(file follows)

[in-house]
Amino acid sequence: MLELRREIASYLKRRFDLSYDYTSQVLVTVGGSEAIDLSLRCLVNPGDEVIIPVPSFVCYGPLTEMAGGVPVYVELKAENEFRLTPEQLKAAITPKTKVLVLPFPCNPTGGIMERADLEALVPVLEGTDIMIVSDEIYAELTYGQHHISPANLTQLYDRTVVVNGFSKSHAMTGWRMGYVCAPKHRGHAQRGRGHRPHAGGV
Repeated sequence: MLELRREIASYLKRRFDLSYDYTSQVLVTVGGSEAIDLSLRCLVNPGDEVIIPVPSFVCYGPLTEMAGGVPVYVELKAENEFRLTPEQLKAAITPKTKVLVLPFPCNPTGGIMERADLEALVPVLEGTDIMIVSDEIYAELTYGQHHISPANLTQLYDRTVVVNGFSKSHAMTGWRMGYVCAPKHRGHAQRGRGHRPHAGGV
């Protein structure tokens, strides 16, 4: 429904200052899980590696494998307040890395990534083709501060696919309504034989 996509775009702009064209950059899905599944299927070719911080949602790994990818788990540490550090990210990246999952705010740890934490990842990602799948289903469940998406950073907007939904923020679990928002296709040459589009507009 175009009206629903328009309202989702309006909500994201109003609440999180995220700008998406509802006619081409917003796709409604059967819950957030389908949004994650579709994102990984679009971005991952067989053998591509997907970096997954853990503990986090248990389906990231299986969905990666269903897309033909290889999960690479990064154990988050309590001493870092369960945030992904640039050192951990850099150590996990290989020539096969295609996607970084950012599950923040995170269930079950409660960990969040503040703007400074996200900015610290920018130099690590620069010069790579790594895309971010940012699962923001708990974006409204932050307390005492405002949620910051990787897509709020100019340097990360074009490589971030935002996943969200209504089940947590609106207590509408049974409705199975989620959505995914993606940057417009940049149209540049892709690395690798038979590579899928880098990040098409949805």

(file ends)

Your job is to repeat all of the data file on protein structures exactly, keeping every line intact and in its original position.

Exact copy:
[in-house]
Amino acid sequence: MLELRREIASYLKRRFDLSYDYTSQVLVTVGGSEAIDLSLRCLVNPGDEVIIPVPSFVCYGPLTEMAGGVPVYVELKAENEFRLTPEQLKAAITPKTKVLVLPFPCNPTGGIMERADLEALVPVLEGTDIMIVSDEIYAELTYGQHHISPANLTQLYDRTVVVNGFSKSHAMTGWRMGYVCAPKHRGHAQRGRGHRPHAGGV
Repeated sequence: MLELRREIASYLKRRFDLSYDYTSQVLVTVGGSEAIDLSLRCLVNPGDEVIIPVPSFVCYGPLTEMAGGVPVYVELKAENEFRLTPEQLKAAITPKTKVLVLPFPCNPTGGIMERADLEALVPVLEGTDIMIVSDEIYAELTYGQHHISPANLTQLYDRTVVVNGFSKSHAMTGWRMGYVCAPKHRGHAQRGRGHRPHAGGV
């Protein structure tokens, strides 16, 4: 429904200052899980590696494998307040890395990534083709501060696919309504034989 996509775009702009064209950059899905599944299927070719911080949602790994990818788990540490550090990210990246999952705010740890934490990842990602799948289903469940998406950073907007939904923020679990928002296709040459589009507009 175009009206629903328009309202989702309006909500994201109003609440999180995220700008998406509802006619081409917003796709409604059967819950957030389908949004994650579709994102990984679009971005991952067989053998591509997907970096997954853990503990986090248990389906990231299986969905990666269903897309033909290889999960690479990064154990988050309590001493870092369960945030992904640039050192951990850099150590996990290989020539096969295609996607970084950012599950923040995170269930079950409660960990969040503040703007400074996200900015610290920018130099690590620069010069790579790594895309971010940012699962923001708990974006409204932050307390005492405002949620910051990787897509709020100019340097990360074009490589971030935002996943969200209504089940947590609106207590509408049974409705199975989620959505995914993606940057417009940049149209540049892709690395690798038979590579899928880098990040098409949805």